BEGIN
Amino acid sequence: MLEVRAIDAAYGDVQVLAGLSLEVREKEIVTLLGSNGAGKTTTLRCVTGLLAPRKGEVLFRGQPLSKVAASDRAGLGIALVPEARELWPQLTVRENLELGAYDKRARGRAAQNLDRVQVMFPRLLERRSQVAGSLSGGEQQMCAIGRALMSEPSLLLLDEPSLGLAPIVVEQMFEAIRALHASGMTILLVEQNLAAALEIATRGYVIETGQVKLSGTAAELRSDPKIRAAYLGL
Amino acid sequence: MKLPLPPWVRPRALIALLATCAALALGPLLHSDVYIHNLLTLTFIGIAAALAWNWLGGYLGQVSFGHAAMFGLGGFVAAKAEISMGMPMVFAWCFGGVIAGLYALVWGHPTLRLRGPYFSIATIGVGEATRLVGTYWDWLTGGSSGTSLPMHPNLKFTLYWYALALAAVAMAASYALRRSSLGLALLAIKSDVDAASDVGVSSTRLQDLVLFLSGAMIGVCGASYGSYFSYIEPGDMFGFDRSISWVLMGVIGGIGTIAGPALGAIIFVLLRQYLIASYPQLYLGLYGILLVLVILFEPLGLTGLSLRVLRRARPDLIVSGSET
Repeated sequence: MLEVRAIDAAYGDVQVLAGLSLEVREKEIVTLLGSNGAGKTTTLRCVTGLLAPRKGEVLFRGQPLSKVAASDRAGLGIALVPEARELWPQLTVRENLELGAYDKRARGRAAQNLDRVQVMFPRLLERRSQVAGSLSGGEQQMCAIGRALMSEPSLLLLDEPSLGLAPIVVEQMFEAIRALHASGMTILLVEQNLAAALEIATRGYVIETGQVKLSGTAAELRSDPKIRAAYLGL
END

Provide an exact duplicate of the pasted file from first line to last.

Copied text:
Amino acid sequence: MLEVRAIDAAYGDVQVLAGLSLEVREKEIVTLLGSNGAGKTTTLRCVTGLLAPRKGEVLFRGQPLSKVAASDRAGLGIALVPEARELWPQLTVRENLELGAYDKRARGRAAQNLDRVQVMFPRLLERRSQVAGSLSGGEQQMCAIGRALMSEPSLLLLDEPSLGLAPIVVEQMFEAIRALHASGMTILLVEQNLAAALEIATRGYVIETGQVKLSGTAAELRSDPKIRAAYLGL
Amino acid sequence: MKLPLPPWVRPRALIALLATCAALALGPLLHSDVYIHNLLTLTFIGIAAALAWNWLGGYLGQVSFGHAAMFGLGGFVAAKAEISMGMPMVFAWCFGGVIAGLYALVWGHPTLRLRGPYFSIATIGVGEATRLVGTYWDWLTGGSSGTSLPMHPNLKFTLYWYALALAAVAMAASYALRRSSLGLALLAIKSDVDAASDVGVSSTRLQDLVLFLSGAMIGVCGASYGSYFSYIEPGDMFGFDRSISWVLMGVIGGIGTIAGPALGAIIFVLLRQYLIASYPQLYLGLYGILLVLVILFEPLGLTGLSLRVLRRARPDLIVSGSET
Repeated sequence: MLEVRAIDAAYGDVQVLAGLSLEVREKEIVTLLGSNGAGKTTTLRCVTGLLAPRKGEVLFRGQPLSKVAASDRAGLGIALVPEARELWPQLTVRENLELGAYDKRARGRAAQNLDRVQVMFPRLLERRSQVAGSLSGGEQQMCAIGRALMSEPSLLLLDEPSLGLAPIVVEQMFEAIRALHASGMTILLVEQNLAAALEIATRGYVIETGQVKLSGTAAELRSDPKIRAAYLGL